Introduced Version House Concurrent Resolution 94 History

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(By Delegate Hornbuckle)

[Introduced March 21, 2017]


Proclaiming and making August 26 of each year to be Katherine Coleman Johnson Day celebrating her many NASA achievements in establishing the United States as the premier explorer of outer space, including the moon landing and the NASA Shuttle, and as the recipient of the nation’s highest civilian honor, the Presidential Medal of Freedom.

Whereas, Katherine Johnson was born on August 26, 1918, in White Sulphur Springs; and

Whereas, Katherine Johnson’s intense curiosity and brilliance with numbers vaulted her ahead several grades in school. By thirteen, she was attending the high school on the campus of historically black West Virginia State College. At eighteen, she enrolled in the college itself, where she made quick work of the school’s math curriculum and found a mentor in math professor W. W. Schieffelin Claytor, the third African American to earn a PhD in Mathematics. Katherine Johnson graduated with highest honors in 1937 with a Bachelor of Science degree in Mathematics and French and took a job teaching at a black public school in Virginia; and

Whereas, When West Virginia integrated its graduate schools in 1939, West Virginia State’s President Dr. John W. Davis selected Katherine Johnson and two male students as the first black students to be offered spots at the state’s flagship school, West Virginia University. She left her teaching job, and enrolled in the graduate math program. At the end of the first session, however, she decided to leave school to start a family with her husband. Ms. Johnson returned to teaching when her three daughters got older, but it wasn’t until 1952 that a relative told her about open positions at the all-black West Area Computing section at the National Advisory Committee for Aeronautics’ (NACA’s) Langley laboratory, headed by fellow West Virginian Dorothy Vaughan. Ms. Johnson and her husband, James Goble, decided to move the family to Newport News to pursue the opportunity, and she began work at Langley in the summer of 1953. Just two weeks into her tenure in the office, Dorothy Vaughan assigned her to a project in the Maneuver Loads Branch of the Flight Research Division, and Ms. Johnson’s temporary position soon became permanent. She spent the next four years analyzing data from flight test, and worked on the investigation of a plane crash caused by wake turbulence. As she was wrapping up this work her husband died of cancer in December 1956; and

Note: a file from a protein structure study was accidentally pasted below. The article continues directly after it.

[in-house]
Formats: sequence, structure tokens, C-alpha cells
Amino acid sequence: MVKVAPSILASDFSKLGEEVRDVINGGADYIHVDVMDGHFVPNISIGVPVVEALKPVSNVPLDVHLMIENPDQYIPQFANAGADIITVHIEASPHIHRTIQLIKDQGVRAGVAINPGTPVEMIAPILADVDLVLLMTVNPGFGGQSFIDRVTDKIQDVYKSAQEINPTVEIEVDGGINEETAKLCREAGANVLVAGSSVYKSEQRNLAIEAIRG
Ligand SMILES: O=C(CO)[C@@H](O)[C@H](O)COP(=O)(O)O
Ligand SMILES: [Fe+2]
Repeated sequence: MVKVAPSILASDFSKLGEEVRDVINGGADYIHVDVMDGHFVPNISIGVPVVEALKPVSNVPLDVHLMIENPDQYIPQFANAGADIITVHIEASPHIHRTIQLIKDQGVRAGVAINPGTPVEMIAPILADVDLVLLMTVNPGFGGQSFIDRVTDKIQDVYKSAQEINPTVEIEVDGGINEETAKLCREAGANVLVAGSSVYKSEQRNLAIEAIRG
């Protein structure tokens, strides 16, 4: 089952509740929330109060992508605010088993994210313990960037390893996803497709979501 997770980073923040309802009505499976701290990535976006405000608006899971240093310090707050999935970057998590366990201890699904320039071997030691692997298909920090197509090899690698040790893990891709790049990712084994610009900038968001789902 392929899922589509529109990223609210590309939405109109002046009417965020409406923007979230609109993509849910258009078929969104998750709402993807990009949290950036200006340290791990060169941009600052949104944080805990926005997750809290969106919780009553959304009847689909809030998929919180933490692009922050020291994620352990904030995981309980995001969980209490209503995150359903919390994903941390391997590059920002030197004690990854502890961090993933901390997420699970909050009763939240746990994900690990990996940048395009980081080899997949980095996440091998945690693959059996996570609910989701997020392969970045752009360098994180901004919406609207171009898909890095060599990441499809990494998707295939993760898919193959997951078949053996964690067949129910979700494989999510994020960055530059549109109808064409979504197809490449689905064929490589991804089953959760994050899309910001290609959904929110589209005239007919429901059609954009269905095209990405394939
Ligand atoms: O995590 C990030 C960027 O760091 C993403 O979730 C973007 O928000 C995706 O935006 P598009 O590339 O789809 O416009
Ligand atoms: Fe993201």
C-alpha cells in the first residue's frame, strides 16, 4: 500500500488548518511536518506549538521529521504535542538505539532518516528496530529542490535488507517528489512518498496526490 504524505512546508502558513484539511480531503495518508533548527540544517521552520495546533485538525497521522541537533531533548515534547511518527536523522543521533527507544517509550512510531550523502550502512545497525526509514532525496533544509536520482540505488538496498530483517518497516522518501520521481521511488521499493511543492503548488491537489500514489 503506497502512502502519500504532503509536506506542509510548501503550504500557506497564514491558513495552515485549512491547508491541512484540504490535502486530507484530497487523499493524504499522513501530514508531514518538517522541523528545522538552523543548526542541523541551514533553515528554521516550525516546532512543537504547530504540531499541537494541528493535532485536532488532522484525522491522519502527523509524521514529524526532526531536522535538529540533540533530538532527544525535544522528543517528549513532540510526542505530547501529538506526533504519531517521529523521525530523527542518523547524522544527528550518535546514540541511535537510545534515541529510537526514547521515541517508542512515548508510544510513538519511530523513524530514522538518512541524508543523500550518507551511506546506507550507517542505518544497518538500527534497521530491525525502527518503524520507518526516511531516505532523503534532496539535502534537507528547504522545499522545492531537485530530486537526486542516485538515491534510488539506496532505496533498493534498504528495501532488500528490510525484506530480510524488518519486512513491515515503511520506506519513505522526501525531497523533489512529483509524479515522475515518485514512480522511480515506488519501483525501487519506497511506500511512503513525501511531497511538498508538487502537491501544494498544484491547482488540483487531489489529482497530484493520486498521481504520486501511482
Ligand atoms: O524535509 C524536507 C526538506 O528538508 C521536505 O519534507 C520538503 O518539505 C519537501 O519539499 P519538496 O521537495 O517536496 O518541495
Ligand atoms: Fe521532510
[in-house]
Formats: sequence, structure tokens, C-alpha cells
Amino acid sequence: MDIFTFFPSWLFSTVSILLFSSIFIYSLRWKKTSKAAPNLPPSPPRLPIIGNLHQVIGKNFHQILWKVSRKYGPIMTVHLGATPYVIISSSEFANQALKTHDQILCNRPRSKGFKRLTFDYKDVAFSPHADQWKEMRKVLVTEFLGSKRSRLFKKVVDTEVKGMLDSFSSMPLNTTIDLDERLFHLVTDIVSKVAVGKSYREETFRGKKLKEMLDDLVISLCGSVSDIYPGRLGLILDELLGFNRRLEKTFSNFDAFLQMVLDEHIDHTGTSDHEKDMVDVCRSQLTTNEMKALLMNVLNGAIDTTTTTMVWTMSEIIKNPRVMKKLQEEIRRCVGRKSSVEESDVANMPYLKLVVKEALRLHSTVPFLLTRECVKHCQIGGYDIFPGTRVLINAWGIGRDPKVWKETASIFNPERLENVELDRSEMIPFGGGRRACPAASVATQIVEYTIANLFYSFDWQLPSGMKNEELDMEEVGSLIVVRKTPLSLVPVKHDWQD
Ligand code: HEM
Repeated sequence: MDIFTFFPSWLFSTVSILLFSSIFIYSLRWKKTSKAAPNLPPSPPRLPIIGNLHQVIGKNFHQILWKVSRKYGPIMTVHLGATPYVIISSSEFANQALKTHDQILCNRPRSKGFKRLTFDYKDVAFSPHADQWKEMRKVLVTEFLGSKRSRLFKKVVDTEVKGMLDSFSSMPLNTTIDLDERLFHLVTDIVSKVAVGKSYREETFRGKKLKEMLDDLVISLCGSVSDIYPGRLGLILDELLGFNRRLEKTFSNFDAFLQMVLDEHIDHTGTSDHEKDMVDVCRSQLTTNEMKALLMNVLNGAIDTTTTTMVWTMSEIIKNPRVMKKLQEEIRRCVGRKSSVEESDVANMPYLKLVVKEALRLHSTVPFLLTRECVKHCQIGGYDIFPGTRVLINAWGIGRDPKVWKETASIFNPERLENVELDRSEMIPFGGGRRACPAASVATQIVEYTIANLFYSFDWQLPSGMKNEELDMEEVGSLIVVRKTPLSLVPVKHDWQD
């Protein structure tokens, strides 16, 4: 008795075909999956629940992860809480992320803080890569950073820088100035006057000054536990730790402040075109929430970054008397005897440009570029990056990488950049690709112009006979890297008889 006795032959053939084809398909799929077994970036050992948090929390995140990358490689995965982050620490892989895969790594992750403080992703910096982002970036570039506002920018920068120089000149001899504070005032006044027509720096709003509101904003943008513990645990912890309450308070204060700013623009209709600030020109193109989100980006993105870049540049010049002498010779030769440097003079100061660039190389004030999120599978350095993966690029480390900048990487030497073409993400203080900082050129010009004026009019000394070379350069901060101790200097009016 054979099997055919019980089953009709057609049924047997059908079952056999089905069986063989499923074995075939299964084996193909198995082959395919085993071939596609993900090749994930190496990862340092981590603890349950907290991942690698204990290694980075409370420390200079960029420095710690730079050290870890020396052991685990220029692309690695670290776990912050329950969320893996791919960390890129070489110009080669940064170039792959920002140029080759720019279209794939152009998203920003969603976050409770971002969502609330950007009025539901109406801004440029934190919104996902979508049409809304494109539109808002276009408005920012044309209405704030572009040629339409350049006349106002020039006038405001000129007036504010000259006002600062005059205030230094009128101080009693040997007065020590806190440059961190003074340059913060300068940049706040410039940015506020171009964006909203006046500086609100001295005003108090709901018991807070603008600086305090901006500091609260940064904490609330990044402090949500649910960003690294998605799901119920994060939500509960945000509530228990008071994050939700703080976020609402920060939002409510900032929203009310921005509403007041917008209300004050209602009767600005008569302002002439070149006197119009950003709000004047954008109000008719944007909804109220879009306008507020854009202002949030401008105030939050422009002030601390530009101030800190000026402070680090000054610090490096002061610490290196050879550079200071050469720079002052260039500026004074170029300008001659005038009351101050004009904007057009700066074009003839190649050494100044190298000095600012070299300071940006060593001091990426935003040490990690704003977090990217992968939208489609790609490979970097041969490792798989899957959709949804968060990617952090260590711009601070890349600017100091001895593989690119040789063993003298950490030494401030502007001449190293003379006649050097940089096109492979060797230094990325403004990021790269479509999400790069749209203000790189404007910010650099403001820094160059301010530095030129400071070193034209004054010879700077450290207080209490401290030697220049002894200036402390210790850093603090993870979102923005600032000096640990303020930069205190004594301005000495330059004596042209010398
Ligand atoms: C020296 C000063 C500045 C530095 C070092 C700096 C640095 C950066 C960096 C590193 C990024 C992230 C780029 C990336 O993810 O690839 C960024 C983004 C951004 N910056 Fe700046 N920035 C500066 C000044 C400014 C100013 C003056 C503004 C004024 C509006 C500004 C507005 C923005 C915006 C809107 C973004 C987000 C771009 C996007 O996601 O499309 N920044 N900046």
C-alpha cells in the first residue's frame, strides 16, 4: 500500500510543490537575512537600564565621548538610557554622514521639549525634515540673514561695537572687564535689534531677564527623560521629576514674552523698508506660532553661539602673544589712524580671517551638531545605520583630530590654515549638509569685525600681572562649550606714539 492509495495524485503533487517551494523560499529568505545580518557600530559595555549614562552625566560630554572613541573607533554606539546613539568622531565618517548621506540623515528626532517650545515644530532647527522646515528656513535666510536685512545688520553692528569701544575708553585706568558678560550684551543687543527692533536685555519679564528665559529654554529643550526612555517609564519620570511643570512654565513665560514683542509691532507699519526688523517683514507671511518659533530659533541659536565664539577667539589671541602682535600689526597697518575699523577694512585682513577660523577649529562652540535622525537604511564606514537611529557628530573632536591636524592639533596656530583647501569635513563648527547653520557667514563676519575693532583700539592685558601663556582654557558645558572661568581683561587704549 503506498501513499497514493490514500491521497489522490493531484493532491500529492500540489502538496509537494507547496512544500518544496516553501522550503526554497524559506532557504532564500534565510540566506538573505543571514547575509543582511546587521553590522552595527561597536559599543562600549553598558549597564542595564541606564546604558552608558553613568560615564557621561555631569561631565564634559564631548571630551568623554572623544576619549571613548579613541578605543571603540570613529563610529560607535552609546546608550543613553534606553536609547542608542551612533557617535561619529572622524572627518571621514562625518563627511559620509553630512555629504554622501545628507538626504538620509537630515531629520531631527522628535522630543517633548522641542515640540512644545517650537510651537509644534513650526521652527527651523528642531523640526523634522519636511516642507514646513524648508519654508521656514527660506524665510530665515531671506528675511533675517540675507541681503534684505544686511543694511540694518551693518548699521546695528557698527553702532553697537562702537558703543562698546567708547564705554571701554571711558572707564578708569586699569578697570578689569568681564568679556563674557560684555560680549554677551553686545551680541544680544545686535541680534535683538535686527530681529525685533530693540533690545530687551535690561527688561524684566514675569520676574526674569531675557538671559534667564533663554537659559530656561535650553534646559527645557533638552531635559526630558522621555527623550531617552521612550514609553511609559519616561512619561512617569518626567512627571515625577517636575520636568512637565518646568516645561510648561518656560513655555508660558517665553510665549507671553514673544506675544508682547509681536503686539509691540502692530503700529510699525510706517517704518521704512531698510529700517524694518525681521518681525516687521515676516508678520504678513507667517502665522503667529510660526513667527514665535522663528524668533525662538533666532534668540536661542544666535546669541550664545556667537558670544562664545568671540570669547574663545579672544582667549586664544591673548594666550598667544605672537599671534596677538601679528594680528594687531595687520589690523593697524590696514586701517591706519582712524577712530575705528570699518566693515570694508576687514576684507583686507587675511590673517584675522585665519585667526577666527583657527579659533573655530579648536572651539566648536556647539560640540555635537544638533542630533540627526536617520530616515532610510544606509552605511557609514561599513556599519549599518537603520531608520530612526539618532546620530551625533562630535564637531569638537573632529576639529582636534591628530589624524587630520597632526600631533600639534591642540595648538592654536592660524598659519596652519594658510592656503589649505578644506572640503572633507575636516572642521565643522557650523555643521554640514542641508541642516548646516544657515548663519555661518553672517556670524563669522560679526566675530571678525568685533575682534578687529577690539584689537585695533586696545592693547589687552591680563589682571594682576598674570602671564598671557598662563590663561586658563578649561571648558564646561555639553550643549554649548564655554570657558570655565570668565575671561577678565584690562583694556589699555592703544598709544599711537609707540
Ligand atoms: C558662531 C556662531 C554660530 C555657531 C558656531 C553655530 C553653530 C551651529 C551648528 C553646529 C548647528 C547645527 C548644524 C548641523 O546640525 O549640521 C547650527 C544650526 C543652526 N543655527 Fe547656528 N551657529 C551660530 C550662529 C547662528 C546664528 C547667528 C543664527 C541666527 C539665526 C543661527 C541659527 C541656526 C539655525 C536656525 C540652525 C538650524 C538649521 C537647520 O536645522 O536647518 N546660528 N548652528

Whereas, The 1957 launch of the Soviet satellite Sputnik changed history -- and Katherine Johnson’s life. In 1957, she provided some of the math for the 1958 document “Notes on Space Technology,” a compendium of a series of 1958 lectures given by engineers in the Flight Research Division and the Pilotless Aircraft Research Division (PARD). Engineers from those groups formed the core of the Space Task Group, the NACA’s first official foray into space travel, and Ms. Johnson, who had worked with many of them since coming to Langley, “came along with the program” as the NACA became NASA later that year; and

Whereas, Katherine Johnson did trajectory analysis for Alan Shepard’s May 1961 mission Freedom 7, America’s first human spaceflight. In 1960, she and engineer Ted Skopinski coauthored “Determination of Azimuth Angle at Burnout for Placing a Satellite Over a Selected Earth Position,” a report laying out the equations describing an orbital spaceflight in which the landing position of the spacecraft is specified. It was the first time a woman in the Flight Research Division had received credit as an author of a research report; and